Some days I wake up and the first thing that comes to my mind is what I’m going to have for dinner. Yes, this is called planning which comes from years of training in management.
So dinner it is and I settled on Japanese. The only trouble was that I was in a “what I eat is what I cook kind of situation”.
I love Japanese food. And I mean really and not just to impress. But not long ago Japanese food was very alien to me. It was Sushi and Sashimi and no idea how to differentiate between the two. My lone encounter with wasabi which I mistook for green chutney was not very pleasant. Also in India where can you get to eat Sushi without either burning a hole in your pocket or risking food poisoning. But thank God that during my recent trip to Japan I got introduced to a whole range of Japanese food which is not only tasty and healthy but also not difficult to make.
So after careful thought of what to make I settled on miso soup, Japanese styled rice and stir fry veggies. Quite an easy and humble fare. Okhla mandi is near office and that’s where I buy all my fancy veggies at reasonable prices. So planning done, veggies bought and then over some conversation with Deepa ( who kindly agreed to sample the food) and jasmine tea I went about the task of making Japanese food.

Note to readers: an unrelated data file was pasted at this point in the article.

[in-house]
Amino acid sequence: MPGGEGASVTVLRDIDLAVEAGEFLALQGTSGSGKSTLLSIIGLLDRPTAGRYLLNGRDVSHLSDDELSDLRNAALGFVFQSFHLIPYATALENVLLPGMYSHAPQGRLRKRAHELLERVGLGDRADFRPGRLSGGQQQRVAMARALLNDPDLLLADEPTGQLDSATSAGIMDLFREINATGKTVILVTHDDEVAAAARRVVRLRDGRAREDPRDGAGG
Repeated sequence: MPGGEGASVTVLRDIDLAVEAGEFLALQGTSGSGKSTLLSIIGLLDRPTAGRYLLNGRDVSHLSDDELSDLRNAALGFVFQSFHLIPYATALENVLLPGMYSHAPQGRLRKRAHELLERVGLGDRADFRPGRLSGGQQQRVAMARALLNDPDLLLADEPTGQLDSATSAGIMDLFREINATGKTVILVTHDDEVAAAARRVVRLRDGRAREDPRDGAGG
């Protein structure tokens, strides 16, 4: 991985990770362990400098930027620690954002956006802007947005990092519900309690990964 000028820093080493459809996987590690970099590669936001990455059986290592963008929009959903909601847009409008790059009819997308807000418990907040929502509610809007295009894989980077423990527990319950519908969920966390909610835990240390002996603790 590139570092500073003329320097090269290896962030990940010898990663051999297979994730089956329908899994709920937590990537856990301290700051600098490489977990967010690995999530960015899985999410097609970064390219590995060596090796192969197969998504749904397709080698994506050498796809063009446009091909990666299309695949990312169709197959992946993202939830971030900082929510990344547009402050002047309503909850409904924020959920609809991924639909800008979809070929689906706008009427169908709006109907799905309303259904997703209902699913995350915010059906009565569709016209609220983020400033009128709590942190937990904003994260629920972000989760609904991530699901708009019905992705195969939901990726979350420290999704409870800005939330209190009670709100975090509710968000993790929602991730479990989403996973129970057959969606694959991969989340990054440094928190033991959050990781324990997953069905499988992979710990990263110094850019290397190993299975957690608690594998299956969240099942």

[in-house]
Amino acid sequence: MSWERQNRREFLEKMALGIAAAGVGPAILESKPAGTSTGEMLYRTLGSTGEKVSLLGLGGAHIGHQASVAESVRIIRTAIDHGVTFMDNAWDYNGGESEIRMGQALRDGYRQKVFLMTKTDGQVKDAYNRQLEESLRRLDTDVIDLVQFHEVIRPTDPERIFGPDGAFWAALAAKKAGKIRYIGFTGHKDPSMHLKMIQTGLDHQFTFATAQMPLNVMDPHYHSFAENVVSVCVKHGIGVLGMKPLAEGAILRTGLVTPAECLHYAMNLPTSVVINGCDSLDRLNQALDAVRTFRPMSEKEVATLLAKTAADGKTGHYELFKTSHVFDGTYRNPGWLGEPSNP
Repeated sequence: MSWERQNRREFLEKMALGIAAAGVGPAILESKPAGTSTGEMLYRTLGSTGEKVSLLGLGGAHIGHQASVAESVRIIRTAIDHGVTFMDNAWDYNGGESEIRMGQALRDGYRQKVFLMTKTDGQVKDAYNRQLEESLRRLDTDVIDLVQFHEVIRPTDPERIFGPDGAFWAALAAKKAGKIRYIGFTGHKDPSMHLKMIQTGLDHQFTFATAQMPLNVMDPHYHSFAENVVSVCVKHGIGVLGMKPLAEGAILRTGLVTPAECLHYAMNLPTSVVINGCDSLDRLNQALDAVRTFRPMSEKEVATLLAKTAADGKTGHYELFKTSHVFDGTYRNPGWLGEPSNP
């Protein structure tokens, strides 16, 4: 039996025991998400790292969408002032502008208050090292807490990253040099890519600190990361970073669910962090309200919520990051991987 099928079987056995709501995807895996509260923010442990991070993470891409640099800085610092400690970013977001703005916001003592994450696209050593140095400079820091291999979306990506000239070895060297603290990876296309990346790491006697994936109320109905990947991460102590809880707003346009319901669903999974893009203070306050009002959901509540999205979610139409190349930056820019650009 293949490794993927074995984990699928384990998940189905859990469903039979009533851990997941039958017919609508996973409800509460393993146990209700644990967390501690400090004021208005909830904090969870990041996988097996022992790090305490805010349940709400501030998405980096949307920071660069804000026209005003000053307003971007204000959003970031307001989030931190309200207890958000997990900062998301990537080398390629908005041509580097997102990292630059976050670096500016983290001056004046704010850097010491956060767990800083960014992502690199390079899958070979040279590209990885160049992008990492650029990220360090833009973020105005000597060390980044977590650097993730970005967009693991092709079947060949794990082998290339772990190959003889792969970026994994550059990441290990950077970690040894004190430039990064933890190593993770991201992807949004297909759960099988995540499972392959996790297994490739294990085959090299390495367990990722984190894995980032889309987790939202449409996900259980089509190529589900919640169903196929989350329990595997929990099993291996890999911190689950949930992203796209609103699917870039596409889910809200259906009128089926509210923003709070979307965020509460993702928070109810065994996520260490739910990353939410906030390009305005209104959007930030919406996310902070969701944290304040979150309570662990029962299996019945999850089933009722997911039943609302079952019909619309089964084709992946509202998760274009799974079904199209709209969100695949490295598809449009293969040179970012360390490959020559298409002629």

Miso is the easiest, boil water, some veggie stock, a few vegetables and boil them. Now add Miso concentrate to it. But here is a word of advise from my friend Yuko. Miso doesn’t like to be boiled. So you turn off the gas and then add the miso concentrate to it. Add some sea weed, some Japanese soy sauce to taste and Miso soup is ready.
Stir Fry veggies are your simple stir fry veggies, But to give them a slight Japanese flavour I seasoned them with lots of sesame seeds. I had broccoli, pokchoy, mushrooms, onions, red and green peppers. Japanese food generally doesn’t have garlic but I anyways added it for taste. In hindsight I think it was a mistake. The flavour of garlic was just too overpowering for the veggies.
And then came the Japanese style sticky rice. The trick here is to add the right amount of water. I cooked rice in a open pan and maintained a ratio of 1:1.25 to rice and water.
So a humble Japanese meal done in 45 minutes, ready to be enjoyed with Deepa. While serving food I terribly missed the Japanese soup bowls and had to do with mugs. But such is life 🙂
The plate with chopstick is mine :).
And yes Deepa survived the food although she is going to let me know if farming of sea weed causes any harm to the environment and to the marine life in particular.